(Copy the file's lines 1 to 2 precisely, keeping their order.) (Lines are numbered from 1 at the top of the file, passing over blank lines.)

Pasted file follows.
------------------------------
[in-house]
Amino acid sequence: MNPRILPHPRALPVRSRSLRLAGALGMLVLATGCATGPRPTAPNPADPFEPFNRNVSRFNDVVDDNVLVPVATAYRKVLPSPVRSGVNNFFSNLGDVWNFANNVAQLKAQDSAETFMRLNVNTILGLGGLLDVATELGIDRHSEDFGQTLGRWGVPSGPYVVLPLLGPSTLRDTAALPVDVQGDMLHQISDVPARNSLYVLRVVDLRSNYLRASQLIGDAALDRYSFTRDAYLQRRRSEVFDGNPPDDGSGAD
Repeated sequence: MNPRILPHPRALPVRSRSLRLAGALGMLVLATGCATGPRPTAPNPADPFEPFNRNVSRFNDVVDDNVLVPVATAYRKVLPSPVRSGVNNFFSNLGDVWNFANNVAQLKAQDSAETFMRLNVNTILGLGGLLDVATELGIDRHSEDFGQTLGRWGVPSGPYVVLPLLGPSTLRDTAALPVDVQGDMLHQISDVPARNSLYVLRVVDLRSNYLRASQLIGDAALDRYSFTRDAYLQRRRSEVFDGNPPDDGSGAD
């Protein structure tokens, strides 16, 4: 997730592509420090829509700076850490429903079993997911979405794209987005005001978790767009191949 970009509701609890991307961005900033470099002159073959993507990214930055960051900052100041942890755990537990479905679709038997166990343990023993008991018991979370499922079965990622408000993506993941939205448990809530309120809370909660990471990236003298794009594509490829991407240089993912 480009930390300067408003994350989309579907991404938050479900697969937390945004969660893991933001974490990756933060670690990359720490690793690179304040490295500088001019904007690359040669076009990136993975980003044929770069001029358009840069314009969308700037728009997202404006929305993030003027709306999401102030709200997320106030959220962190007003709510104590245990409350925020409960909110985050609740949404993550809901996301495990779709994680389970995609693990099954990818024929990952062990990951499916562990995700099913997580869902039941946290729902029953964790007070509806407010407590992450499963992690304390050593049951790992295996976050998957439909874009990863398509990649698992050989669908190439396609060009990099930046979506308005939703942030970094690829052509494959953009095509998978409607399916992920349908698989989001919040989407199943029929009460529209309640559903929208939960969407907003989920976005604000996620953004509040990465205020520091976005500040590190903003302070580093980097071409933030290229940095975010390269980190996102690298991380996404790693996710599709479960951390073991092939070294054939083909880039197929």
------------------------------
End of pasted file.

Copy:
[in-house]
Amino acid sequence: MNPRILPHPRALPVRSRSLRLAGALGMLVLATGCATGPRPTAPNPADPFEPFNRNVSRFNDVVDDNVLVPVATAYRKVLPSPVRSGVNNFFSNLGDVWNFANNVAQLKAQDSAETFMRLNVNTILGLGGLLDVATELGIDRHSEDFGQTLGRWGVPSGPYVVLPLLGPSTLRDTAALPVDVQGDMLHQISDVPARNSLYVLRVVDLRSNYLRASQLIGDAALDRYSFTRDAYLQRRRSEVFDGNPPDDGSGAD